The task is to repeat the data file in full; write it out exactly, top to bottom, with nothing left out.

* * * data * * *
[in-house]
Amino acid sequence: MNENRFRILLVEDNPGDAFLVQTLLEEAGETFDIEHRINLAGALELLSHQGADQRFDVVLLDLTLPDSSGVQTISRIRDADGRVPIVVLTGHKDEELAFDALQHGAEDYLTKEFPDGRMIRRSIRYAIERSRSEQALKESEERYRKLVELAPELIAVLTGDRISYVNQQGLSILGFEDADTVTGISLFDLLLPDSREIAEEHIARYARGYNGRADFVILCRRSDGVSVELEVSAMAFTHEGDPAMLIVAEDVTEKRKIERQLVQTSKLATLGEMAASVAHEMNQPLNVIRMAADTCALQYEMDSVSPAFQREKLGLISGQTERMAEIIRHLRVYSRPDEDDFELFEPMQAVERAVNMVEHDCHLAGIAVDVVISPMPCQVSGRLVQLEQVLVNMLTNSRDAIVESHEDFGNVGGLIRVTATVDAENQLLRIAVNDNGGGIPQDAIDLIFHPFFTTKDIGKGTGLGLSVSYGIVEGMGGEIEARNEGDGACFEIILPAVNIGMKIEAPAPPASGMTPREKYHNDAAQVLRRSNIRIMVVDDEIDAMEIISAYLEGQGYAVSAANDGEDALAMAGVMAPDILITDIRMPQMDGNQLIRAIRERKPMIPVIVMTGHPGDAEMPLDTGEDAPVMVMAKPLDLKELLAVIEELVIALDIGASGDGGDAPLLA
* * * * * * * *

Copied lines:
[in-house]
Amino acid sequence: MNENRFRILLVEDNPGDAFLVQTLLEEAGETFDIEHRINLAGALELLSHQGADQRFDVVLLDLTLPDSSGVQTISRIRDADGRVPIVVLTGHKDEELAFDALQHGAEDYLTKEFPDGRMIRRSIRYAIERSRSEQALKESEERYRKLVELAPELIAVLTGDRISYVNQQGLSILGFEDADTVTGISLFDLLLPDSREIAEEHIARYARGYNGRADFVILCRRSDGVSVELEVSAMAFTHEGDPAMLIVAEDVTEKRKIERQLVQTSKLATLGEMAASVAHEMNQPLNVIRMAADTCALQYEMDSVSPAFQREKLGLISGQTERMAEIIRHLRVYSRPDEDDFELFEPMQAVERAVNMVEHDCHLAGIAVDVVISPMPCQVSGRLVQLEQVLVNMLTNSRDAIVESHEDFGNVGGLIRVTATVDAENQLLRIAVNDNGGGIPQDAIDLIFHPFFTTKDIGKGTGLGLSVSYGIVEGMGGEIEARNEGDGACFEIILPAVNIGMKIEAPAPPASGMTPREKYHNDAAQVLRRSNIRIMVVDDEIDAMEIISAYLEGQGYAVSAANDGEDALAMAGVMAPDILITDIRMPQMDGNQLIRAIRERKPMIPVIVMTGHPGDAEMPLDTGEDAPVMVMAKPLDLKELLAVIEELVIALDIGASGDGGDAPLLA